Writing about XML and e-Business is a lot like taking a snapshot of a speeding train. And for those readers who are new to one or both of these subjects, itis a lot like attempting to jump onto that train. In writing this book, Iive attempted to strike a balance between an introduction to these challenging subjects and a practical guide for designing realistic systems.
I make some assumptions about a basic prior knowledge of both XML and UML, but not so much that a motivated reader cannot easily meet these expectations with quick supplemental study. There are dozens of introductory books on both subjects but there is a lack of good explanation about how XML and UML can be combined in the analysis of complex systems. The goal of this book is not only to teach you about XML and UML but also how to use these technologies for practical applications.
Over the past twenty-five years of learning, teaching, and working, I have realized that there is a very significant difference between gaining knowledge about a subject and gaining actionable knowledge about that same topic. Knowledge is actionable when it directly and immediately affects what you do and how you do it. While writing this book, I had a note taped to the top of my computer monitor that read "Actionable Knowledge," so that it would continually prompt me to keep this focus in mind.
After reading this book, you will have learned the following actionable knowledge:
Concepts of UML modeling and a streamlined Unified Process are woven throughout this book. e-Business examples demonstrate the breadth of UML modeling capabilities but without overwhelming the primary goal of creating successful applications using XML. As a means to this goal, this book focuses on a consistent, substantial example about the analysis and design of a product catalog application. An XML vocabulary for the Catalog Markup Language (CatML) is designed first in UML, then generated to both DTD and XML Schema languages.
This same catalog example is used to model requirements for the "MyCat" Web portal application, whose content is defined by the CatML vocabulary. An example MyCat portal is demonstrated using the Extensible Stylesheet Language Transformation (XSLT) to produce an HTML presentation from the XML documents, all based on the CatML vocabulary definitions. UML is used throughout the exercise to analyze the application requirements and the vocabulary design. Finally, XSLT is described as a language for transforming the CatML vocabulary to and from RosettaNet product catalog standards. Vocabulary transformation is an essential element in most e-business applications.
This book is not a guide to programming XML applications; rather it focuses on the thoughtful analysis and design of XML vocabularies and their use within distributed systems. If you have a need to develop a system using XML, or if you are considering the value of such a system, then you will find this book helpful. Although their use is not restricted to e-business applications, those examples form the central theme throughout all chapters. These examples span the range of XML applied to the content of portal presentations to the specification and transformation of message content for system integration.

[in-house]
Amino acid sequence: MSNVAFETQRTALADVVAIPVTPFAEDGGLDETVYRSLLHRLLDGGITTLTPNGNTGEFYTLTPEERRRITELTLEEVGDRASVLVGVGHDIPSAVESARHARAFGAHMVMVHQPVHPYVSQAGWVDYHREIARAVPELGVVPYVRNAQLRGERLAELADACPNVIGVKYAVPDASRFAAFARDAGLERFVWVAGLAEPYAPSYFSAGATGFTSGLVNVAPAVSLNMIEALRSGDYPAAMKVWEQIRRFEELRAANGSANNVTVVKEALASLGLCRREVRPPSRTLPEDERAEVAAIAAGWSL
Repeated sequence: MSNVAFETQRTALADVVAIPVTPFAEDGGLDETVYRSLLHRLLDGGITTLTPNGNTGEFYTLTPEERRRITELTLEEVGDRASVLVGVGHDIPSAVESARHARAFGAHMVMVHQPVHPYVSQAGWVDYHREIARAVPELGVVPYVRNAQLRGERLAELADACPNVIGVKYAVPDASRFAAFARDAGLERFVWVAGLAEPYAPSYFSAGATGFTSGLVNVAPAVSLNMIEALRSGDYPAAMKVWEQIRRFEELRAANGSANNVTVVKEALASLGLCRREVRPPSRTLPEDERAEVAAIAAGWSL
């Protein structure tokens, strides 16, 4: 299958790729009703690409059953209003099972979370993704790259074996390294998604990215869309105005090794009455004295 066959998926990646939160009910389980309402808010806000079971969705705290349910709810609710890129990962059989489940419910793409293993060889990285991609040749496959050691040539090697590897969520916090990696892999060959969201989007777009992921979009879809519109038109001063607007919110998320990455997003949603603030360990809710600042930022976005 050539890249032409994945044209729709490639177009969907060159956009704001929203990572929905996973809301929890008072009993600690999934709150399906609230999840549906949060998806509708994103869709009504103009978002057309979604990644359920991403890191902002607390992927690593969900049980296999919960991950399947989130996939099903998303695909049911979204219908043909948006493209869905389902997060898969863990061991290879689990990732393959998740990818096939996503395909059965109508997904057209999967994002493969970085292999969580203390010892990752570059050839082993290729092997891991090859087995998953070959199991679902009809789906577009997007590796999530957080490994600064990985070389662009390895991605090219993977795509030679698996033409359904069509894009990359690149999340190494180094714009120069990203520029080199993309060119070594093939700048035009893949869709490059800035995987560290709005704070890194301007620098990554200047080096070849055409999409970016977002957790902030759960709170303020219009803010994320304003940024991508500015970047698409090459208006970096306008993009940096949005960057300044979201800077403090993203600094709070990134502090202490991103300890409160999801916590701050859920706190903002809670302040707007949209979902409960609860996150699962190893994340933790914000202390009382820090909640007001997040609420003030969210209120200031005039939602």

System architects will find many valuable points to consider when planning the use of XML. The use case analyses in Chapters 1, 4, and 5 build a business case for e-business integration and portal design using XML. These use cases are described from the perspective of key stakeholders who determine and evaluate the goals of a successful XML application. Each chapter concludes with a list of "Steps for Success" that are especially valuable to an architect.
Complex XML vocabulary definitions are often easier to comprehend and discuss with others when they are expressed graphically. Although a few existing tools provide some assistance in this regard, they are generally limited to a strict hierarchical view of the vocabulary structure. Complex structures may be represented in schemas that are more easily analyzed from an object-oriented perspective. These object-oriented models of schema definition are easily represented using UML class diagrams. This book is valuable to business analysts, who are responsible for the definition of business vocabularies that will be implemented using XML.
Those analysts often team with designers who fine-tune the vocabularies for generation to XML DTDs or Schemas. Chapter 8 provides a detailed comparison of XML DTDs with the new, much richer possibilities available in XML Schema definitions. Chapter 9 includes detailed design heuristics for generating both DTDs and Schemas from UML class models and describes trade-offs for specifying relaxed versus strict schema validation. These decisions are the daily work of XML designers.
Chapter 2 provides an overview of XML terminology using a simple real-world example that is relevant to the topics of this book. The Rich Site Summary (RSS) is described and compared with similar use of news content in HTML. For a more thorough introduction to XML, I recommend: